Discrete time analogues of ergodic stochastic differential equations (SDEs) are one of the most popular and flexible tools for sampling high-dimensional probability measures. Non-asymptotic analysis in the L2 Wasserstein distance of sampling algorithms based on Euler discretisations of SDEs has been recently developed by several authors for log-concave probability distributions. In this work we replace the log-concavity assumption with a log- concavity at infinity condition. We provide novel L2 convergence rates for Euler schemes, expressed explicitly in terms of problem parameters. From there we derive non-asymptotic bounds on the distance between the laws induced by Euler schemes and the invariant laws of SDEs, both for schemes with standard and with randomised (inaccurate) drifts. We also obtain bounds for the hierarchy of discretisation, which enables us to deploy a multi-level Monte Carlo estimator. Our proof relies on a novel construction of a coupling for the Markov chains that can be used to control both the L1 and L2 Wasserstein distances simultaneously. Finally, we provide a weak convergence analysis that covers both the standard and the ran- domised (inaccurate) drift case. In particular, we reveal that the variance of the randomised drift does not influence the rate of weak convergence of the Euler scheme to the SDE.

10th Wednesday 11:00 - 12:00 @ Zoom (online)

  •   Topic: Maximum Mean Discrepancy Gradient Flow

  •   Speaker: Michael Arbel (University College London, UK)

  •   Abstract: hide / show

We construct a Wasserstein gradient flow of the maximum mean discrepancy (MMD) and study its convergence properties. The MMD is an integral probability metric defined for a reproducing kernel Hilbert space (RKHS), and serves as a metric on probability measures for a sufficiently rich RKHS. We obtain conditions for convergence of the gradient flow towards a global optimum, that can be related to particle transport when optimizing neural networks. We also propose a way to regularize this MMD flow, based on an injection of noise in the gradient. This algorithmic fix comes with theoretical and empirical evidence. The practical implementation of the flow is straightforward, since both the MMD and its gradient have simple closed-form expressions, which can be easily estimated with samples.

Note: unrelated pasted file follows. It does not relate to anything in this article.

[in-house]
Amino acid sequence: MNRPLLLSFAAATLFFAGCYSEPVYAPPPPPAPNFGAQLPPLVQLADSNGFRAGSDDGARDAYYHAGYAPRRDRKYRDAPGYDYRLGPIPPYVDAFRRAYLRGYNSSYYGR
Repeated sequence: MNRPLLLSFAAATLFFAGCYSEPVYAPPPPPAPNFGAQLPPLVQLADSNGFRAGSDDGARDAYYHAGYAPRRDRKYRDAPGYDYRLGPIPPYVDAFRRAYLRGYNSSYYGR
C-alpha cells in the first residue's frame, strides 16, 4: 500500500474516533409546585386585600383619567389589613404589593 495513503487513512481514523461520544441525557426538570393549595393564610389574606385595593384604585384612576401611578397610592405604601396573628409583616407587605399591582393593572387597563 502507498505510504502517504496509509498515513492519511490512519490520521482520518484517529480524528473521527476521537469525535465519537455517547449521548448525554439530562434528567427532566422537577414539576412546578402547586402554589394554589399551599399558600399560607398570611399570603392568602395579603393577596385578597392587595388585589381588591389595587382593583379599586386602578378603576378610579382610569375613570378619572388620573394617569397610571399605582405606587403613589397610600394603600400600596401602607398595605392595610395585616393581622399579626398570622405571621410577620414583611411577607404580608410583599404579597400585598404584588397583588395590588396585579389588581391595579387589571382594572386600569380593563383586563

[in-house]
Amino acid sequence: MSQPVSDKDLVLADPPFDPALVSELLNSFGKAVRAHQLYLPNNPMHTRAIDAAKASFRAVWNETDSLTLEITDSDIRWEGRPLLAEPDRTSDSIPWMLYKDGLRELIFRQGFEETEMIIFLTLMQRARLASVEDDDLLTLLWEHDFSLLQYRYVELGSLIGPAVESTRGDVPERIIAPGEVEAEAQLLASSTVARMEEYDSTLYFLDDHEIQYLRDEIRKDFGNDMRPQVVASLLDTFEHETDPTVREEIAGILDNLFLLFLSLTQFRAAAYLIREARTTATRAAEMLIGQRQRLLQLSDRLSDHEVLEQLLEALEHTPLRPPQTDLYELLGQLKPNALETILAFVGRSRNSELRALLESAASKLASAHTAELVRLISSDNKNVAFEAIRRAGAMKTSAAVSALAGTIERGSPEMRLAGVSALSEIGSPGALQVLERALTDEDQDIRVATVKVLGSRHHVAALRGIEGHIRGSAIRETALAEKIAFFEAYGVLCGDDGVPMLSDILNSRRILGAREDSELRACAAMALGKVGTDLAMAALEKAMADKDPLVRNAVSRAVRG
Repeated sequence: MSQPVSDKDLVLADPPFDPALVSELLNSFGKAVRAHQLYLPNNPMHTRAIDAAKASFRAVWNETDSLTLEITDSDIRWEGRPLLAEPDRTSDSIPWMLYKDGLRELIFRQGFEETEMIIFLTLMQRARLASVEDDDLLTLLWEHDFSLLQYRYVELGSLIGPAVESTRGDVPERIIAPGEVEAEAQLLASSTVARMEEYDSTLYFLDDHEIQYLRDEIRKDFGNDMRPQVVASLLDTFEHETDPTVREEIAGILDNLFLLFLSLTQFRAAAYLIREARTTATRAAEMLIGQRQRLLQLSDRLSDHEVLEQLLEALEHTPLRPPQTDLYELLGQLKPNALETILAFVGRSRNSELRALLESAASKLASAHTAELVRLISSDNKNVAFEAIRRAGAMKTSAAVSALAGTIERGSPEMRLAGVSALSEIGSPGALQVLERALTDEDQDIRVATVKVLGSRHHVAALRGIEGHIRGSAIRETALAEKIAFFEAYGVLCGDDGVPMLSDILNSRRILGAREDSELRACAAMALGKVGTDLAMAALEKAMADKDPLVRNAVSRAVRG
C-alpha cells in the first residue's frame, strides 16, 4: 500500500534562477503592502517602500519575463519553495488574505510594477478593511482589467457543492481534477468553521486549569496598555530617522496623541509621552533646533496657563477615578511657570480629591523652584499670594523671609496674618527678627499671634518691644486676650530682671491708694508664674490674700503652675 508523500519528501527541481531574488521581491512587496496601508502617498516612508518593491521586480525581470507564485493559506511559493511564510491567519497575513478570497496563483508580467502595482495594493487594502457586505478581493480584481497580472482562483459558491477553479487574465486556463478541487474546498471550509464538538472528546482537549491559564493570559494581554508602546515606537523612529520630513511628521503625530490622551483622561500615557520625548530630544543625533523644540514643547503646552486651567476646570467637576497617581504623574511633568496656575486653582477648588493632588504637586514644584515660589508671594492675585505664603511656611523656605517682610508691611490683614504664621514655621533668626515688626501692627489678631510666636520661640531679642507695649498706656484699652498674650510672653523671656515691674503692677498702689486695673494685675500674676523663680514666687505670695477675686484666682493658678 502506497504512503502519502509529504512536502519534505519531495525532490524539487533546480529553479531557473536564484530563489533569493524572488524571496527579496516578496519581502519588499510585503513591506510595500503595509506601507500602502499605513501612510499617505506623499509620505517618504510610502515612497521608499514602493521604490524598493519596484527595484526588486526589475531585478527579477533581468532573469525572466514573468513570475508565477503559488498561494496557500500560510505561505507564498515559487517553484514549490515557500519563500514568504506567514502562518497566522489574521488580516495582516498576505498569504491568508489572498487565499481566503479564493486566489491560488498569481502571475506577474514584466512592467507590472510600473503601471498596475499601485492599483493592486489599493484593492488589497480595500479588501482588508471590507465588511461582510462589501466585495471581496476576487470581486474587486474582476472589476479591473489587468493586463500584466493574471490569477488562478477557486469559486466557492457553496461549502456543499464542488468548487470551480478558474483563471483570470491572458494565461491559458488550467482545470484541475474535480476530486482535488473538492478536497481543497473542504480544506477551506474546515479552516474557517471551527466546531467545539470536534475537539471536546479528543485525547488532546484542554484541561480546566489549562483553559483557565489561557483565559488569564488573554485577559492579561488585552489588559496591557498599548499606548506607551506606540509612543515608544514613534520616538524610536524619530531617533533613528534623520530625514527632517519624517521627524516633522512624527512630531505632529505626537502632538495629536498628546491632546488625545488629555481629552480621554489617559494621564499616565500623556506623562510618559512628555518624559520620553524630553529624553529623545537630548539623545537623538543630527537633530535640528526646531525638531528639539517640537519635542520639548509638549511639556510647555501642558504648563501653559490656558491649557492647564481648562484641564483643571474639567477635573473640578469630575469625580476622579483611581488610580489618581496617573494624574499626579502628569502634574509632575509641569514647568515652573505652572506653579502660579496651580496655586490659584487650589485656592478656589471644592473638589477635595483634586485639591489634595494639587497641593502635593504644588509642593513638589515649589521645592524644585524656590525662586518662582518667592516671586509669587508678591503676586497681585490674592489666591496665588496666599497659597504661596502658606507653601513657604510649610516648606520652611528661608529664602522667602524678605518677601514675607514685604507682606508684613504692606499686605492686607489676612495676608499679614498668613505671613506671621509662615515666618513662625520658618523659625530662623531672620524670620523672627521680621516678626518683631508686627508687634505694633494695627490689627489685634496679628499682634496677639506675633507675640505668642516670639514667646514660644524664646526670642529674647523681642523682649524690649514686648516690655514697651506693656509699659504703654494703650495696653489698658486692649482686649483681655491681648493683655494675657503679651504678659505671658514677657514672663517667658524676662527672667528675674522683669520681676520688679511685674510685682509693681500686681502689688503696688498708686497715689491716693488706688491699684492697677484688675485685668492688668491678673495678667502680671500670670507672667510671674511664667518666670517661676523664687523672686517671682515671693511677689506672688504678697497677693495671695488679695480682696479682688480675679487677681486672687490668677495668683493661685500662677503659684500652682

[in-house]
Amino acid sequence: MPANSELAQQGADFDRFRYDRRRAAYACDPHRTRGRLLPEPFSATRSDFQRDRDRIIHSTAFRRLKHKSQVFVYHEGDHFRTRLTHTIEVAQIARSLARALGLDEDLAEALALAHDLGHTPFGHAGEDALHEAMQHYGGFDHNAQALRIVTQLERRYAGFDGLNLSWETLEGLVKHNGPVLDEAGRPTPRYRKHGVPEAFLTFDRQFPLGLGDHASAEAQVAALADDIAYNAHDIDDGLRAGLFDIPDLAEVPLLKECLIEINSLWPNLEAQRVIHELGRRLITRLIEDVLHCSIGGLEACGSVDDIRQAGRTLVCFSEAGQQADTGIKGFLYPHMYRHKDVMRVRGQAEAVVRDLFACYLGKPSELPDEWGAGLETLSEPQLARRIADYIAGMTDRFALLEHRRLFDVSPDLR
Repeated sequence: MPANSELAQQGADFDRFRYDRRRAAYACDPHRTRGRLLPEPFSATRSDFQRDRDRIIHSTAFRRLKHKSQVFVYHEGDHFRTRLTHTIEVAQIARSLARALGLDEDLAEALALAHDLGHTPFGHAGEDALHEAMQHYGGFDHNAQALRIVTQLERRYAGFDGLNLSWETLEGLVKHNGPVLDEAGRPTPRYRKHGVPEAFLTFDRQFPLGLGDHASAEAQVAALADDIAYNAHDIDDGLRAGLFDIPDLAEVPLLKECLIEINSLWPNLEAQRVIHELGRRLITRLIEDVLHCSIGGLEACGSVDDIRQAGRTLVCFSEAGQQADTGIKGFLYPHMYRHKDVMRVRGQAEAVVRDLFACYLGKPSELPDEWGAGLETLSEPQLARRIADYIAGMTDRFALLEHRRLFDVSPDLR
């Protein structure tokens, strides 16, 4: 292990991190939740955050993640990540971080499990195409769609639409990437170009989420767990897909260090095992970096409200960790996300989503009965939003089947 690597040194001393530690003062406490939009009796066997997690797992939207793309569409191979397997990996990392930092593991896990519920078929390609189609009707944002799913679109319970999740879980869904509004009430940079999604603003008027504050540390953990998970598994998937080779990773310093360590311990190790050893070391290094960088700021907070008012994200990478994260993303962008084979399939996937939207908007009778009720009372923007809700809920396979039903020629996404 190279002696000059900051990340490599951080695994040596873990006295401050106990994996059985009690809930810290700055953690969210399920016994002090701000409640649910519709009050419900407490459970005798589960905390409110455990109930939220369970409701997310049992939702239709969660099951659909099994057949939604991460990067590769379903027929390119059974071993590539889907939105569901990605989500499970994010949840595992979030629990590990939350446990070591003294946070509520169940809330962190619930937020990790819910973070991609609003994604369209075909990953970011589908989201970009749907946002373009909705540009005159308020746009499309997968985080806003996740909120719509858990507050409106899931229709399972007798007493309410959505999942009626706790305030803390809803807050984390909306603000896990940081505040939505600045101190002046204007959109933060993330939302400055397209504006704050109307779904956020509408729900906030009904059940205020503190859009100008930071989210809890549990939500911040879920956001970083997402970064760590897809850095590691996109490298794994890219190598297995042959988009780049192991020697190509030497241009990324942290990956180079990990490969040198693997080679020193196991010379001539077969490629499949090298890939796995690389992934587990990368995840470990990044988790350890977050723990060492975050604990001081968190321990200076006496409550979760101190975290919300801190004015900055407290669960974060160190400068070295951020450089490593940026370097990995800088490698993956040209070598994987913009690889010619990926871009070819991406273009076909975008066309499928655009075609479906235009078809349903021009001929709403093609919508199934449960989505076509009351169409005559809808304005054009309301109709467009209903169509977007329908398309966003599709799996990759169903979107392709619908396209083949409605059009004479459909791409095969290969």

24th Wednesday 11:00 - 12:00 @ Zoom (online)

  •   Topic: Cross-validation based adaptive sampling for Gaussian process models

  •   Speaker: Hossein Mohammadi (University of Exeter, UK)

  •   Abstract: hide / show

In many real-world applications, we are interested in approximating black-box, costly functions as accurately as possible with the smallest number of function evaluations. A complex computer code is an example of such a function. In this work, a Gaussian process (GP) emulator is used to approximate the output of complex computer code. We consider the problem of extending an initial experiment sequentially to improve the emulator. A sequential sampling approach based on leave-one-out (LOO) cross-validation is proposed that can be easily extended to a batch mode. This is a desirable property since it saves the user time when parallel computing is available. After fitting a GP to training data points, the expected squared LOO error (ESELOO) is calculated at each design point. ESELOO is used as a measure to identify important data points. More precisely, when this quantity is large at a point it means that the quality of prediction depends a great deal on that point and adding more samples in the nearby region could improve the accuracy of the GP model. As a result, it is reasonable to select the next sample where ESELOO is maximum. However, such quantity is only known at the experimental design and needs to be estimated at unobserved points. To do this, a second GP is fitted to the ESELOOs and where the maximum of the modified expected improvement (EI) criterion occurs is chosen as the next sample. EI is a popular acquisition function in Bayesian optimisation and is used to trade-off between local/global search. However, it has tendency towards exploitation, meaning that its maximum is close to the (current) "best" sample. To avoid clustering, a modified version of EI, called pseudo expected improvement, is employed which is more explorative than EI and allows us to discover unexplored regions. The results show that the proposed sampling method is promising.